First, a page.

Siobhan’s parents moved to Young in 1956. Dr Mullany, an Irishman, had met Bernadette, who was brought up in western NSW, when both worked in London.

After marrying in Ireland, they decided to move somewhere neutral: the United States.

“That didn’t work out, so Dad answered an ad for a job in Young to work in Charlie Rowe’s medical practice,” Siobhan said.

“So, they settled in Young, raising 11 children in a household where dad was a general practitioner, so knew everyone, and Mum painted and was an integral part of the Young Society of Artists, so they became part of the community.”

The Mullanys, Siobhan recalls, bought their first paddock on Wombat Road when she was about 10.

“It had a nectarine tree that we had picnics under,” she said. “Dad named the paddock Ballinaclash after his family’s farm in Ireland.”

Over time, the farm grew and is today, under Peter and Cathy Mullany and their family, one of the district’s most awarded wine producers and, come summer, tops the tourism spots for people who travel to the cherry capital of Australia for that fruit.

Another of Siobhan’s brothers, Brian, helped cement the Hilltops region’s cool-climate wine grape-growing reputation through his own enterprise, Grove Estate – again, with Dr Mullany’s input – also heavily medalled.

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For Siobhan, though, cherries bore fruit for her.

“When I was growing up, the cherry season was the biggest season for the farm,” she said. “We all worked on the cherries and I knew all the varieties and how to pack a box.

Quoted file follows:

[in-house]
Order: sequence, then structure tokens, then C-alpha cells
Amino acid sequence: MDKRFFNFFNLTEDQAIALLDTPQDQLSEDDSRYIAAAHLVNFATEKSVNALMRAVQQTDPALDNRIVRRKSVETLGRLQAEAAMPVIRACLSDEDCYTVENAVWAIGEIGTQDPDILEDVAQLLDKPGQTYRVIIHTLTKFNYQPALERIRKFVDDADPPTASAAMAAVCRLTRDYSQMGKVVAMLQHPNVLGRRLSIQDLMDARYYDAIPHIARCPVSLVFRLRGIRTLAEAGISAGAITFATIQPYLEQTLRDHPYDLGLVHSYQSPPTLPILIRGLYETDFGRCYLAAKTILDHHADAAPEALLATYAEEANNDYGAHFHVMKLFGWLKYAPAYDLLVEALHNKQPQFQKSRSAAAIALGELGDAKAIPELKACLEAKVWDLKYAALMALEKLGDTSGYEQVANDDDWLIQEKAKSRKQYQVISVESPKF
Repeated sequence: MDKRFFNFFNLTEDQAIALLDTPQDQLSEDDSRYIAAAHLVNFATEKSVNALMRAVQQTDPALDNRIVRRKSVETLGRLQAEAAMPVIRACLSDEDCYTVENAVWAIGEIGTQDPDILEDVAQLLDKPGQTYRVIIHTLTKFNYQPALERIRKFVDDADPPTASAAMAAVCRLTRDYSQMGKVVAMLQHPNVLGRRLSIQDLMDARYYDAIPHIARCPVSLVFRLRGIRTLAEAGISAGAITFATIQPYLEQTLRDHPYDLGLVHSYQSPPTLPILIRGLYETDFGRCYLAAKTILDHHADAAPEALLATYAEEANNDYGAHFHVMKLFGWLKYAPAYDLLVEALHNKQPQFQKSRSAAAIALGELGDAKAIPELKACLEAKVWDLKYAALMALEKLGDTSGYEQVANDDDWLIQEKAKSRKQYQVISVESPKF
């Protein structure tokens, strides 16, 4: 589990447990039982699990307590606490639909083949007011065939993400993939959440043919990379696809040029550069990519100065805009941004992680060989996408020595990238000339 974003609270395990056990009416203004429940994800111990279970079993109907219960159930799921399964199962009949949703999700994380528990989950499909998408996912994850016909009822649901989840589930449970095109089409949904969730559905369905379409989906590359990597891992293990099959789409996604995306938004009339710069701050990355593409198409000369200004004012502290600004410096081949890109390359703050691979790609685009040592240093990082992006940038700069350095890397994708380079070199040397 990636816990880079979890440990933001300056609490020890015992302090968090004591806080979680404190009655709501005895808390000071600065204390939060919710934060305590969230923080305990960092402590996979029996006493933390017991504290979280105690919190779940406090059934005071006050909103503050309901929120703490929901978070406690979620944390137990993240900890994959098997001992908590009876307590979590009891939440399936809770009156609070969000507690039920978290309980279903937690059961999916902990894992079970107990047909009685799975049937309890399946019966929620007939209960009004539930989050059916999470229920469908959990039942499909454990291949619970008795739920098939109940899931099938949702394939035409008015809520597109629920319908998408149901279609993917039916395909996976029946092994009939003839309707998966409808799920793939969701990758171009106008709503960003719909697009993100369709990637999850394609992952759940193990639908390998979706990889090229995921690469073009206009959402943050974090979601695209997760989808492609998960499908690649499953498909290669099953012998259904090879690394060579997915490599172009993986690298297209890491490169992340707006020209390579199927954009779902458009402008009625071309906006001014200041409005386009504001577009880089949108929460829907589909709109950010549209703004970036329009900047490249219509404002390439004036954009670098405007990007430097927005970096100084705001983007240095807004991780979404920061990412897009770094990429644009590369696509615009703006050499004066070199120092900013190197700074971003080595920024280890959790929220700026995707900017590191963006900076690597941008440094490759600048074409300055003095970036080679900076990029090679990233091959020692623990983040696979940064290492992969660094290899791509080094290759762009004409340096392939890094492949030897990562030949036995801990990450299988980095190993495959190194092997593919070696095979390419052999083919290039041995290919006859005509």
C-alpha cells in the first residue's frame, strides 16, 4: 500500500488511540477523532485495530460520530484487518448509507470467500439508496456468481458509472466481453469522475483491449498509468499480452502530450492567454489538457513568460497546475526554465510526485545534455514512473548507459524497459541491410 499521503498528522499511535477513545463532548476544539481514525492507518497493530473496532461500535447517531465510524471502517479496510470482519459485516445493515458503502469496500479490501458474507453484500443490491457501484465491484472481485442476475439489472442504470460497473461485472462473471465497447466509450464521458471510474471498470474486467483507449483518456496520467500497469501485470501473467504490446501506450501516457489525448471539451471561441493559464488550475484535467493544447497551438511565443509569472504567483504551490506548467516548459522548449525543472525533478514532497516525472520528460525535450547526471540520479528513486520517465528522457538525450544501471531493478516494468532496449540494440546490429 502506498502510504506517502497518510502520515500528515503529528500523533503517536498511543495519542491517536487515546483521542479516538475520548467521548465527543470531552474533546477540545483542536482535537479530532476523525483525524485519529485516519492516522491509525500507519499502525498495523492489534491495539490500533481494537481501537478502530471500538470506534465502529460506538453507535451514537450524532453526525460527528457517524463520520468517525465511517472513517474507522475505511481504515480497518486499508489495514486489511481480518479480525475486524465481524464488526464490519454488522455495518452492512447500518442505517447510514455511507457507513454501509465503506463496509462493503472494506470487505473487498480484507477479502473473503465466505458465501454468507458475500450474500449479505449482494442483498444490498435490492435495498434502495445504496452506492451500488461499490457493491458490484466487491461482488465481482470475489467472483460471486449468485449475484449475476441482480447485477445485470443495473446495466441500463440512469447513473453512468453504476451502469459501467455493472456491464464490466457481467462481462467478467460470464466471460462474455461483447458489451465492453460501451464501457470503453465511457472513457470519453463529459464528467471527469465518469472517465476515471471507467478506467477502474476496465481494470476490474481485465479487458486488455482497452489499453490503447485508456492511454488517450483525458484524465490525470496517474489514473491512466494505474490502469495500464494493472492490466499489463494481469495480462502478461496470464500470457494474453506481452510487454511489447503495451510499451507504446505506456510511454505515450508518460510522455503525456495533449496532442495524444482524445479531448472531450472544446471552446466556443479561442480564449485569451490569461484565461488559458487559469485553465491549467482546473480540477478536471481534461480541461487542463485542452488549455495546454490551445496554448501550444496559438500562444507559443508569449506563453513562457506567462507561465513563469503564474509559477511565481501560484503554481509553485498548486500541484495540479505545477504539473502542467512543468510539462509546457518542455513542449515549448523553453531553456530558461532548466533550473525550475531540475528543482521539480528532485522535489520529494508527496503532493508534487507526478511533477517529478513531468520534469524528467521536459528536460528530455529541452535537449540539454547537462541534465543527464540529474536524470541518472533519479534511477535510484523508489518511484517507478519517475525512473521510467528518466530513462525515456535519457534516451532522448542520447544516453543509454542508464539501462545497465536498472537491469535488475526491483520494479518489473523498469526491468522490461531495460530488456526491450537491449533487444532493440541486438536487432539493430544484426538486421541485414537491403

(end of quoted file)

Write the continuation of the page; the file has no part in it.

“Periodically I’d come home and work on the farm.”

In 1994, she took long-service leave and worked the cherry season alongside John “Stubby” Haines.

“We talked stories and started writing them down,” Siobhan said. “That creative burst led to me winning the Scarlet Stiletto award a few years after.”

She says returning home is as much about visiting her brothers and her dad, now 96 and a resident of Mt St Joseph’s, a facility he helped to advance.

“When approaching Young, there is an indeterminate place where you become aware that the countryside is your home,” she said.

”It’s hard to know when it happens but there is something in the fall of the land, gentle hills backed by a big pale sky.”

The Murder, Mystery and Mayhem workshop will be held from 10 am to 3 pm at the Young Services Club on Saturday, 30 September. Cost is just $20 and lunch is at participants’ own expense.

This session will discuss plot development but, first, Siobhan will recap some of the points covered in the previous workshop on developing characters.

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Writers of all levels are welcome, just in time for the group’s 40th annual Short Story and Poetry Competition, which launched in August.

The competition has grown from 62 entries in 1983 to 771 – one from as far away as Sri Lanka – in 2022.

Entries, which cost $5, are anonymous and close on 13 October.

School-aged students can enter free.

To register for the workshop, or for details on the short-story competition, visit the Lambing Flat FAW Facebook page or email [email protected].